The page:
The terrible consequences of a difficult birth

An Australian study has made some troubling findings about the problems that can arise from a difficult vaginal birth.

In an earlier post, I quoted Professor Hans Dietz, who believes that the “increasing push towards natural birth is having the unintended consequence that more women are having longer, more difficult labour”.

Dietz and his colleague Elizabeth Skinner have published qualitative research on the psychological consequences of a traumatic vaginal birth. They spoke to 40 first-time mothers who had suffered physical damage to their pelvic floor or anal sphincter muscles while giving birth.

From the interviews with the women, they identified certain key themes, including conflicting advice from clinicians before, during and after birth; nil postnatal assessment of injuries; dismissive reactions from clinicians to the women’s injuries; and experience of PTSD symptoms.

The authors write: “Major somatic [physical] maternal trauma after vaginal birth is one of the main causes of pelvic floor dysfunction, and it also seems to be associated with significant psychological morbidity up to and including postpartum post-traumatic stress disorder”.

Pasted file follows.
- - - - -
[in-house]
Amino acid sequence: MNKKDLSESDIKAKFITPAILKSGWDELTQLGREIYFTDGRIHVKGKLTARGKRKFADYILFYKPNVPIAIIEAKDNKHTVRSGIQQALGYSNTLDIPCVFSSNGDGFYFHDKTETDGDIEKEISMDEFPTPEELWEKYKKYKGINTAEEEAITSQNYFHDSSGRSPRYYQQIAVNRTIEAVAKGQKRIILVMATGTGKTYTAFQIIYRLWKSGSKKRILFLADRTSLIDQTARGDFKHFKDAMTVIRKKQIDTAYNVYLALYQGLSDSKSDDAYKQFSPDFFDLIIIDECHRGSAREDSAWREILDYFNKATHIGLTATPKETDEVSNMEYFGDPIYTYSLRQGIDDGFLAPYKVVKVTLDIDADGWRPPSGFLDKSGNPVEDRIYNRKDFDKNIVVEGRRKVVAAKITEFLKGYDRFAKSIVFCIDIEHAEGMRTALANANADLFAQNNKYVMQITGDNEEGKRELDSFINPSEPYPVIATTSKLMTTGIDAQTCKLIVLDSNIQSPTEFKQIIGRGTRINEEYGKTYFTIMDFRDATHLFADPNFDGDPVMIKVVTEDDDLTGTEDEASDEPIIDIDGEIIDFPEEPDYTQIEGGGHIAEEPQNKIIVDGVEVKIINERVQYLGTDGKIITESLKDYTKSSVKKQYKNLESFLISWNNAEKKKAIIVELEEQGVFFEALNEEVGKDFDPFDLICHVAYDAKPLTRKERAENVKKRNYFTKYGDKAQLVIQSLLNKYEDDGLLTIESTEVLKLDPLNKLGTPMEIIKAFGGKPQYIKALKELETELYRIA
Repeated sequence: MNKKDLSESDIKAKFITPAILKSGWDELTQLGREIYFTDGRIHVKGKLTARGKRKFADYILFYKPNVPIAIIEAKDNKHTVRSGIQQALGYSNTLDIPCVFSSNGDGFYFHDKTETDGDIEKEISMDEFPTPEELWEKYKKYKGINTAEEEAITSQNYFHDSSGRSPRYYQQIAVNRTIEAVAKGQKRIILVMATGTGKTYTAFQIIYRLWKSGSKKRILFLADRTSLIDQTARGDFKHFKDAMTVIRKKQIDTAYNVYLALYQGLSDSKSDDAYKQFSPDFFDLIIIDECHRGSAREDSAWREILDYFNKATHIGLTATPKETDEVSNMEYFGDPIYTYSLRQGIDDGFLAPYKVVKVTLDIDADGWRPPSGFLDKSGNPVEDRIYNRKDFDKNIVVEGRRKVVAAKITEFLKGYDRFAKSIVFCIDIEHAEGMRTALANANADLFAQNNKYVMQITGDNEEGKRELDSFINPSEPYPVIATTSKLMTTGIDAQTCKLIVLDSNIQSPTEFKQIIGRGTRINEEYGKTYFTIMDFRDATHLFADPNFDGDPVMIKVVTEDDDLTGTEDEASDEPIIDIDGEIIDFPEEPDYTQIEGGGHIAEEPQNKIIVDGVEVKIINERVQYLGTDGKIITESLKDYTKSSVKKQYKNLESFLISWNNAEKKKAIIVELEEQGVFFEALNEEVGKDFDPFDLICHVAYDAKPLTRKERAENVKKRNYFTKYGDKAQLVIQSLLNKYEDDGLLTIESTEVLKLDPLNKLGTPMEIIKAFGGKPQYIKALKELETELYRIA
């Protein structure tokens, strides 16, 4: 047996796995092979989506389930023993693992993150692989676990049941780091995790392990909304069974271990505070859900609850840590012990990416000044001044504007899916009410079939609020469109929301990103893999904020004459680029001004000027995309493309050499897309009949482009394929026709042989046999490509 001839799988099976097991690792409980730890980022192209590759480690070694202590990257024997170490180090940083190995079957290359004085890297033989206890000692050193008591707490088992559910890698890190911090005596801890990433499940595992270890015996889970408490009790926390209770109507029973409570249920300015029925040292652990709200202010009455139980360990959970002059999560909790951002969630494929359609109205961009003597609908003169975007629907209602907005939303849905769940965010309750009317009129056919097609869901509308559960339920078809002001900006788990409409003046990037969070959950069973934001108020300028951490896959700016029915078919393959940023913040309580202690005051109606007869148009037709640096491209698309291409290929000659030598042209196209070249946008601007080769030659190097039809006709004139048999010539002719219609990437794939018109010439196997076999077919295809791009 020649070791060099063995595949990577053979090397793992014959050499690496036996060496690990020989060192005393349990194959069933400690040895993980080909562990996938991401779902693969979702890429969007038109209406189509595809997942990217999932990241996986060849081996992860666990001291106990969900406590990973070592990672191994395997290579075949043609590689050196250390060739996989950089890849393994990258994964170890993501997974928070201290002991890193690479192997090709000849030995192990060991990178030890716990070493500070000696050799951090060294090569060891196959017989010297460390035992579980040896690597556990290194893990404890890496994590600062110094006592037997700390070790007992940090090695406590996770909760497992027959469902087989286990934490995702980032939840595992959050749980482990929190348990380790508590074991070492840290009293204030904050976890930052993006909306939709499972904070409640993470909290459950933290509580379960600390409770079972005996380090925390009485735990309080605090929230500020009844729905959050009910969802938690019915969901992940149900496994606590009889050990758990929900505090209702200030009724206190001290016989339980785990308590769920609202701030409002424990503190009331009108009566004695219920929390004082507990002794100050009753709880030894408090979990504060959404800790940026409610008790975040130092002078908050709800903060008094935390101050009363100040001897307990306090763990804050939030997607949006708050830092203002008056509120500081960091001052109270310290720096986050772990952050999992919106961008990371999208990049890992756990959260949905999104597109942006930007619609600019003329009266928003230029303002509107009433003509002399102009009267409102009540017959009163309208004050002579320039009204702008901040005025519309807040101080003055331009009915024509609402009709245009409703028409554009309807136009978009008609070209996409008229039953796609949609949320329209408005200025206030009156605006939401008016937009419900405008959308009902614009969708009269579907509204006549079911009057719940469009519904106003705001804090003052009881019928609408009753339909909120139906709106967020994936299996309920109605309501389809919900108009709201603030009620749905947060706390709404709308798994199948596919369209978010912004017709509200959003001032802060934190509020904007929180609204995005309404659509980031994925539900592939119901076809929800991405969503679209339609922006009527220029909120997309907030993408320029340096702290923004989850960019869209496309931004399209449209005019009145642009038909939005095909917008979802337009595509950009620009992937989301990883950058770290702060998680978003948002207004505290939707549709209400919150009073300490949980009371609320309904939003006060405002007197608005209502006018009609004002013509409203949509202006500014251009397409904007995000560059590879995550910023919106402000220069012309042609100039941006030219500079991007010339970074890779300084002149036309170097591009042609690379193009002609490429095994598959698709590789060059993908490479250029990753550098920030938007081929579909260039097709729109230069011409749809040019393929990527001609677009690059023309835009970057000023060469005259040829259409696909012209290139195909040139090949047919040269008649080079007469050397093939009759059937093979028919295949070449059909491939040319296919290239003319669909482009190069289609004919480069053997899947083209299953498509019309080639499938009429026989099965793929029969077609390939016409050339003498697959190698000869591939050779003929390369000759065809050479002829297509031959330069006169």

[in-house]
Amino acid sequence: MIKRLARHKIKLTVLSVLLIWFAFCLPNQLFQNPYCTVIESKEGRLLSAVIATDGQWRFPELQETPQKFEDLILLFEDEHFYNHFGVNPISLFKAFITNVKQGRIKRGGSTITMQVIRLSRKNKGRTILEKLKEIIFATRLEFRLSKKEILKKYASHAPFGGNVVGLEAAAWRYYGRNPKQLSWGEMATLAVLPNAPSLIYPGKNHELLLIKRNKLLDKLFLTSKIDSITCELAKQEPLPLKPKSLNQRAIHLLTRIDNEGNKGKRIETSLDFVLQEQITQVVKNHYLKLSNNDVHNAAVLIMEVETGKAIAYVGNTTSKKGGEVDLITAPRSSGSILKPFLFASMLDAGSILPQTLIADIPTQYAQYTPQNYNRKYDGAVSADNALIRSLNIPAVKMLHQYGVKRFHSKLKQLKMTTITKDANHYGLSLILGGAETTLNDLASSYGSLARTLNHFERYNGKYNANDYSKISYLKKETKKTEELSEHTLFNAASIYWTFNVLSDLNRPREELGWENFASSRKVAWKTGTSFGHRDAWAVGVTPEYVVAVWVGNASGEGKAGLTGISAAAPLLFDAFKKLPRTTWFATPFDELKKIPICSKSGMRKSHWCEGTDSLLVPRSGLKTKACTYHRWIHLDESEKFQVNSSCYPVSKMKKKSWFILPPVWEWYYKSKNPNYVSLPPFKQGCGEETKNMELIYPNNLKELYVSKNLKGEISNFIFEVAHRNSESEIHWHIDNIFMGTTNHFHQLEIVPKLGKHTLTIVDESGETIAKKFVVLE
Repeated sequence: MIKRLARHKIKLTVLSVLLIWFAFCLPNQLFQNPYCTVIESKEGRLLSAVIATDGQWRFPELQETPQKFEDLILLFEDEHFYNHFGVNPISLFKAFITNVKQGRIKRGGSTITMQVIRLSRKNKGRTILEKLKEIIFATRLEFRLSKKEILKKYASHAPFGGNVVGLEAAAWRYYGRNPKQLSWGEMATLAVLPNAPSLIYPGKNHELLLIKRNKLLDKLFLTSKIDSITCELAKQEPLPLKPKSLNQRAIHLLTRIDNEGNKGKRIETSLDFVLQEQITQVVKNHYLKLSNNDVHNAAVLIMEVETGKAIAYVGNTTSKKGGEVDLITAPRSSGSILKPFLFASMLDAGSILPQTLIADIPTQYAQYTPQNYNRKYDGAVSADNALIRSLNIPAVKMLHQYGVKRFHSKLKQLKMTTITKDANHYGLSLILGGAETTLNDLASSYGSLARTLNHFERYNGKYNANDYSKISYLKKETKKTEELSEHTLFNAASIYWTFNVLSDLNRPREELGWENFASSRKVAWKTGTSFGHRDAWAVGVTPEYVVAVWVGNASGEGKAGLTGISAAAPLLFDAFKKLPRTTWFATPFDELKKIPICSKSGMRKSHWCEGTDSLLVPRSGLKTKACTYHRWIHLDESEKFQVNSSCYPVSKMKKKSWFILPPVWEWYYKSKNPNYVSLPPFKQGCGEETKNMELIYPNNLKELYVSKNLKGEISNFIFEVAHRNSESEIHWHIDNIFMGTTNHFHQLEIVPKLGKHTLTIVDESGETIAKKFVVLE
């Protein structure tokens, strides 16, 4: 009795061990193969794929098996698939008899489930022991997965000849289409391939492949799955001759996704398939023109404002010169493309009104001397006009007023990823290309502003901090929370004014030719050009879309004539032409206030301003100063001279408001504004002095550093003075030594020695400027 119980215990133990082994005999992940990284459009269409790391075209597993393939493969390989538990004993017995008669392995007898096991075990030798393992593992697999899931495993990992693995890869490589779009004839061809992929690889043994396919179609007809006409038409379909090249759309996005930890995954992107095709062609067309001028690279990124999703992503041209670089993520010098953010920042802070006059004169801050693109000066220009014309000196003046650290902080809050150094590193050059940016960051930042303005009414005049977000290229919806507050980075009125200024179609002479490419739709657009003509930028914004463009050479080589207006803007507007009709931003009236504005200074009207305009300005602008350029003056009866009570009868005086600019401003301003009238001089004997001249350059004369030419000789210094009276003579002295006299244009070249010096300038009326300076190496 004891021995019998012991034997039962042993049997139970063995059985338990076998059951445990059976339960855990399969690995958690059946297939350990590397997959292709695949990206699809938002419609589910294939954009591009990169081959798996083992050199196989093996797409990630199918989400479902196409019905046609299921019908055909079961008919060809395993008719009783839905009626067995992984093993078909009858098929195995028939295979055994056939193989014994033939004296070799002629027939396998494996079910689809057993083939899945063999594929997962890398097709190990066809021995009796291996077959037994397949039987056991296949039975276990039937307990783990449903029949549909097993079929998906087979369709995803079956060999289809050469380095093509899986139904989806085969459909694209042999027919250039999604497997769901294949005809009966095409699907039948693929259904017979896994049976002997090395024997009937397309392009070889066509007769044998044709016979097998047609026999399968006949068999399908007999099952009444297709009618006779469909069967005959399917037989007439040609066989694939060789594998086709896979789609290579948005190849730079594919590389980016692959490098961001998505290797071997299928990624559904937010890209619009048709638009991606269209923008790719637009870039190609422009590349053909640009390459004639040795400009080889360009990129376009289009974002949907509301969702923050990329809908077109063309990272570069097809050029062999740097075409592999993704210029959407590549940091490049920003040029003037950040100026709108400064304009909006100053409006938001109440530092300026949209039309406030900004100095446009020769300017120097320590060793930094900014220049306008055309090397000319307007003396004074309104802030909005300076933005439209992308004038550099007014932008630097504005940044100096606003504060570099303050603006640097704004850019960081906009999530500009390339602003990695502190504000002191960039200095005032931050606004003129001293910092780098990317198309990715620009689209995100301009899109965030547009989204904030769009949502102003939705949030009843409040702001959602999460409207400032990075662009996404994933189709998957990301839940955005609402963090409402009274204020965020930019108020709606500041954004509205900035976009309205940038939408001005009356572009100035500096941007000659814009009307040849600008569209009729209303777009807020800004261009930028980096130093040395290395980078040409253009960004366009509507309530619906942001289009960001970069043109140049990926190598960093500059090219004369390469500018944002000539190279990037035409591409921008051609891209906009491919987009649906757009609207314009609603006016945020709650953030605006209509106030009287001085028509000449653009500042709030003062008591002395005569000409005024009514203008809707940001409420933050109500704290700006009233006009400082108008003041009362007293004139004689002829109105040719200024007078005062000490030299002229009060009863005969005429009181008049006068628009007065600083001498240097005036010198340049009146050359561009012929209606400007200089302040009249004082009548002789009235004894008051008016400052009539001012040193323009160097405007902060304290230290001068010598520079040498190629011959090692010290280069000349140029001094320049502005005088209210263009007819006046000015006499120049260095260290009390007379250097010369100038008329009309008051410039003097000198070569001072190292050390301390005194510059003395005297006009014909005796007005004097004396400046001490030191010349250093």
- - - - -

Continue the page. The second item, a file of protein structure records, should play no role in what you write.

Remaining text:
For those of us who have heard many women’s stories of traumatic deliveries, this is all too familiar. It’s particularly concerning that women often receive conflicting advice from midwives and obstetricians; along with my colleagues at the Birth Trauma Association, I firmly believe that midwives and obstetricians should share some of their training, so that they can agree on best practice when it comes to supporting a woman during birth and assessing risk. Poor working relationships between midwives and obstetricians was one of the problems that led to the deaths of one mother and 11 babies, according to the Morecambe Bay investigation report.

But we have also heard, many times, stories from women who have said that their doctors don’t take their injuries seriously enough, and we are only too aware that a traumatic birth experience that results in physical damage can cause PTSD – something that clinicians are still unaware of. The consequences for women can be both profound and long-lasting. The research authors say: “Mothers after traumatic birth are likely to have a reduced quality of life due to both psychological and somatic morbidity.”

And it’s impossible to disagree with their conclusion: “There is a great need to learn how to better help women who have sustained these injuries by acknowledging their concerns and providing diagnostic and therapeutic services. This is unlikely to occur unless health practitioners learn how to diagnose maternal birth trauma properly and account for women’s perceptions and needs following traumatic vaginal childbirth.”

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